Colour themes are planned in the different areas. At the bottom of the garden, with its dense shade from towering pines, light is provided by splashes of white and cream: ‘Thalia’ and pheasant eye daffodils in spring, followed by Magnolia stellata and grandiflora, as well as philadelphus.

A rockery dominates the highest side, a known frost pocket; an existing small goldfish pond is adorned with lush foliage; a summerhouse and wooden swing seat beckon you to stop awhile; scented climbers scramble over arches and obelisks, and the whole garden has a calm and charming atmosphere. 

swing seat on lawn in garden

The swing seats invites you to stop and enjoy the tranquillity and vistas across the lawn of spheres of alliums and muted irises, including ‘Deputè Nomblot’, ‘Prudy’ and ‘Chinese Whisper’, popping up among the greenery

(Image credit: Future/Leigh Clapp)

The grandchildren enjoy climbing the same trees their parents did, and sentiment guides many of the plant choices. ‘I always plant a rose for a significant event, including ‘William Lobb’ for my son, ‘Charlotte’ for my daughter, as well as ‘Jessica’ for my daughter Kate Jessica, as I couldn’t find a rose called Kate,’ Eithne explains.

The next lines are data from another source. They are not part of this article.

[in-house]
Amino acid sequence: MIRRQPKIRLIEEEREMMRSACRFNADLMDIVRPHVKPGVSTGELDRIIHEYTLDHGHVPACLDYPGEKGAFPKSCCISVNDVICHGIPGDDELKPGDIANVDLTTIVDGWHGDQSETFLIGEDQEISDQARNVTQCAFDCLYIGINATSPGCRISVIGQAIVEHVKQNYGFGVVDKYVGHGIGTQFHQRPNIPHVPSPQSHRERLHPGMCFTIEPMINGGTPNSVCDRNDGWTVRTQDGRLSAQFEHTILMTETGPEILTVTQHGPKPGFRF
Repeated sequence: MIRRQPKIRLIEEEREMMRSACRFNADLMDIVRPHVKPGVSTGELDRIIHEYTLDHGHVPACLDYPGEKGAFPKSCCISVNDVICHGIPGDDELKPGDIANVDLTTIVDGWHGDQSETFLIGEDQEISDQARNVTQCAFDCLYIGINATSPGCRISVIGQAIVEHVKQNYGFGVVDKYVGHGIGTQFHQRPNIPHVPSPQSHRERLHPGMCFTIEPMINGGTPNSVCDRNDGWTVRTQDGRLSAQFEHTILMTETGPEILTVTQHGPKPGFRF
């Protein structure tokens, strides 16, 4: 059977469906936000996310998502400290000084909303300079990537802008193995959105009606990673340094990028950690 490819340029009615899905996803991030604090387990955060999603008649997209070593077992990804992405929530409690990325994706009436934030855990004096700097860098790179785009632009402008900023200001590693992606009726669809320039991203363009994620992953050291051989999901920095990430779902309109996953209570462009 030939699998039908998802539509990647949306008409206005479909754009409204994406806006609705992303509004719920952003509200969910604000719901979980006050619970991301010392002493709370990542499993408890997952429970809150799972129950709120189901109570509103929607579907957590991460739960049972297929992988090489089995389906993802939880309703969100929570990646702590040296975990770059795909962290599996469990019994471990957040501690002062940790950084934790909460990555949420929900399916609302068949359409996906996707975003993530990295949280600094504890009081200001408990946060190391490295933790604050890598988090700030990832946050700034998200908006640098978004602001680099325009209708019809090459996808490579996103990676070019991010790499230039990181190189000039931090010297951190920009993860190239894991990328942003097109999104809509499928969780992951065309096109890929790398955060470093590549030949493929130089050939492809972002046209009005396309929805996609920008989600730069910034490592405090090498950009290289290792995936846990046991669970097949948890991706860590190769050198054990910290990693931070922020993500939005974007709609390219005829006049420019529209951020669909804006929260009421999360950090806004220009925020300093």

exterior of period home with front garden

Sentinel standard bay trees underplanted with cineraria and annuals mark the front door, while the attractive foliage of Berberis thunbergii ‘Harlequin’ and variegated euonymus flank the path

(Image credit: Future/Leigh Clapp)

‘However, it was a gorgeous hydrangea that I planted to mark my first grandchild, Annabelle’s, birth and then Rosa ‘Sophy’s Rose’ for my second granddaughter. For my granddaughter Ava, who had a difficult birth, I chose the climbing rose ‘Breath of Life’ as a pound for every sale of the rose went to the National College of Midwives,’ Eithne adds.

It is clear that this haven of calm from the bustle of life in Tunbridge Wells will continue to evolve lovingly under Eithne’s guidance.  

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Gardening Writer